Snow Leopard Leaps in Market Share

Eighteen percent of Mac users are running Snow Leopard just one month after its release, according to Web metrics firm Net Applications. That’s a remarkable upgrade rate for the latest iteration of OS X, especially considering Snow Leopard is Intel only.

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Overall, OS X now represents 5.12 percent of the worldwide OS market, up from 4.87 percent in August. While that might seem like a small increase, it’s up 37 percent from a year ago, and the platform is seeing a continuing a steady rise. In contrast, Windows has now fallen below 93 percent, though the release of Windows 7 will likely result in a temporary spike. Nonetheless, OS X is moving up, as is iPhone OS.

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Somewhat surprisingly, the increase from August to September was not as great as one might expect for iPhone OS. Despite the recent release of the iPhone 3GS and third-generation iPod touch, iPhone OS is now at 0.35 percent, up from 0.33 percent last month, with the iPod touch remaining at 0.07 percent. Still, 0.4 percent of OS market share represents more than 50 million users, and with the introduction of the iPhone in China, the growth rate will likely increase soon.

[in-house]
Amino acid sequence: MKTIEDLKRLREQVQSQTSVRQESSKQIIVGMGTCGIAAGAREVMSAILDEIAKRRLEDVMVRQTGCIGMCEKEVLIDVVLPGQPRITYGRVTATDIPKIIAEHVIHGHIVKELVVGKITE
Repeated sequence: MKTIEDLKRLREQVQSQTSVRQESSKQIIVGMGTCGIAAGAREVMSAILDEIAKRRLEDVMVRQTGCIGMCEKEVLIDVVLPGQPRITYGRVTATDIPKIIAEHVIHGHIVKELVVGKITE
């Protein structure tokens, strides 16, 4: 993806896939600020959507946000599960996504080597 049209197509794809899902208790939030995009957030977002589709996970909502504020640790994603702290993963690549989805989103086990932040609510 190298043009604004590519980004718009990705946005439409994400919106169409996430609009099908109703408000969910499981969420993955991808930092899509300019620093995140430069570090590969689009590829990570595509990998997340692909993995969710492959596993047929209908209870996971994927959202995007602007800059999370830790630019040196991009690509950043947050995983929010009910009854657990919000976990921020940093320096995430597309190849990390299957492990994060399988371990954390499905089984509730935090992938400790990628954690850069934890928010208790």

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As for Safari, version 4 continues to increase its share among Mac users, with three out of four now running the latest version. Considering Safari 4 was officially released in June, that’s an impressive feat. However, Safari still lags far behind Internet Explorer, even losing ground to competitors challenging the dominance of Microsoft’s web browser.

Safari, including the Windows version, now holds 4.24 percent of the overall market, up from 4.07 percent last month, but that increase is small compared with Firefox, which jumped about 1 percent. Even Chrome grew faster than Safari, which showed about the same increase as Opera — ugh. What this means is that there are probably more than a few Firefox users on the Mac, and that Safari for Windows has been an utter failure in taking market share from Internet Explorer.

Nonetheless, September once again demonstrates OS X is running strong on Macs and handhelds, and that’s what really matters.

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